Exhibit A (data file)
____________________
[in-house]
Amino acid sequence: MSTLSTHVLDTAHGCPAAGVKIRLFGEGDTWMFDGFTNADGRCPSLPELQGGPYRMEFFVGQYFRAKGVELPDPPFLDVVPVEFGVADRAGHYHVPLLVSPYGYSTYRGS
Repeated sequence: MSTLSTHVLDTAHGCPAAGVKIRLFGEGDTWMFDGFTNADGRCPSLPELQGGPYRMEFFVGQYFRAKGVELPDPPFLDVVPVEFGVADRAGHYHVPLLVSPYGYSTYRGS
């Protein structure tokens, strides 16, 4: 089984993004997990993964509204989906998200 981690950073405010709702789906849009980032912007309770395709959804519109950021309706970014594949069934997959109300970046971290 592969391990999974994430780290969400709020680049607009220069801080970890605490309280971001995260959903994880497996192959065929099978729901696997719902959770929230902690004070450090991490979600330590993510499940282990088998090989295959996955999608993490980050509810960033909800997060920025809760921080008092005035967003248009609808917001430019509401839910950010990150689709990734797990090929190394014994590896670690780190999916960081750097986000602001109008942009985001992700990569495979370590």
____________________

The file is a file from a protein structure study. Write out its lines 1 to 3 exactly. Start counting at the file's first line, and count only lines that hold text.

[in-house]
Amino acid sequence: MSTLSTHVLDTAHGCPAAGVKIRLFGEGDTWMFDGFTNADGRCPSLPELQGGPYRMEFFVGQYFRAKGVELPDPPFLDVVPVEFGVADRAGHYHVPLLVSPYGYSTYRGS
Repeated sequence: MSTLSTHVLDTAHGCPAAGVKIRLFGEGDTWMFDGFTNADGRCPSLPELQGGPYRMEFFVGQYFRAKGVELPDPPFLDVVPVEFGVADRAGHYHVPLLVSPYGYSTYRGS